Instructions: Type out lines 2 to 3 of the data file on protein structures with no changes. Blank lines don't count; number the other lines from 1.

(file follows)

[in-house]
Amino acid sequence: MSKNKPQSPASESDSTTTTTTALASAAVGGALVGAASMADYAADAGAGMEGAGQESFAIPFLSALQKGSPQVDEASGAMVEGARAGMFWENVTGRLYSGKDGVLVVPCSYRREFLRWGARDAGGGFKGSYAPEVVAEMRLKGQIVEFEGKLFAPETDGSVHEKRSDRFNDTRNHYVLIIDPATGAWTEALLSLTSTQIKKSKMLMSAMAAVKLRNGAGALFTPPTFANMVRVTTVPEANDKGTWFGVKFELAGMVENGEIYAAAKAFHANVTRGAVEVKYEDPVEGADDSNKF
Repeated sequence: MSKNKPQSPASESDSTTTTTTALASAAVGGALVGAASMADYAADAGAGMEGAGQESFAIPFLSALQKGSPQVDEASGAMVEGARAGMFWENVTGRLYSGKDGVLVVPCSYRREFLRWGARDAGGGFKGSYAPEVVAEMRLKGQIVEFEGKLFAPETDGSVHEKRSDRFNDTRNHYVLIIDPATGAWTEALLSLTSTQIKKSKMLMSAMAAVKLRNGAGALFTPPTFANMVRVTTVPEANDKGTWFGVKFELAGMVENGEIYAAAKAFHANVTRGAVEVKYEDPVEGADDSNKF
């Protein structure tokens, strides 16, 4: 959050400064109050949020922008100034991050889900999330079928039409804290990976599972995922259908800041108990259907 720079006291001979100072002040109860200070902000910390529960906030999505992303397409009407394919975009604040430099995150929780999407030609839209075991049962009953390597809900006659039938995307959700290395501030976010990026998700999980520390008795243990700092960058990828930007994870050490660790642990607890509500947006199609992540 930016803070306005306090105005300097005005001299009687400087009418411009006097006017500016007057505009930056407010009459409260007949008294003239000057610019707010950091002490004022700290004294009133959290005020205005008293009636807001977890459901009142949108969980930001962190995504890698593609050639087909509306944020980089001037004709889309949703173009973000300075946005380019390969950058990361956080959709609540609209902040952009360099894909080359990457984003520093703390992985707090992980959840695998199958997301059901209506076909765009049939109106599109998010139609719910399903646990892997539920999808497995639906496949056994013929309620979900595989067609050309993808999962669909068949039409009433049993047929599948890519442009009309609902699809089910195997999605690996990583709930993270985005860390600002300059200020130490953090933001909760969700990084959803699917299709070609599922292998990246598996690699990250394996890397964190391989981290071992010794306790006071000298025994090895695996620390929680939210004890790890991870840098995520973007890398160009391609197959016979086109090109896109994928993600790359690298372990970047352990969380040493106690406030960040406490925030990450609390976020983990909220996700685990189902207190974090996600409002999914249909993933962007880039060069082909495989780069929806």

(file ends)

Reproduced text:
Amino acid sequence: MSKNKPQSPASESDSTTTTTTALASAAVGGALVGAASMADYAADAGAGMEGAGQESFAIPFLSALQKGSPQVDEASGAMVEGARAGMFWENVTGRLYSGKDGVLVVPCSYRREFLRWGARDAGGGFKGSYAPEVVAEMRLKGQIVEFEGKLFAPETDGSVHEKRSDRFNDTRNHYVLIIDPATGAWTEALLSLTSTQIKKSKMLMSAMAAVKLRNGAGALFTPPTFANMVRVTTVPEANDKGTWFGVKFELAGMVENGEIYAAAKAFHANVTRGAVEVKYEDPVEGADDSNKF
Repeated sequence: MSKNKPQSPASESDSTTTTTTALASAAVGGALVGAASMADYAADAGAGMEGAGQESFAIPFLSALQKGSPQVDEASGAMVEGARAGMFWENVTGRLYSGKDGVLVVPCSYRREFLRWGARDAGGGFKGSYAPEVVAEMRLKGQIVEFEGKLFAPETDGSVHEKRSDRFNDTRNHYVLIIDPATGAWTEALLSLTSTQIKKSKMLMSAMAAVKLRNGAGALFTPPTFANMVRVTTVPEANDKGTWFGVKFELAGMVENGEIYAAAKAFHANVTRGAVEVKYEDPVEGADDSNKF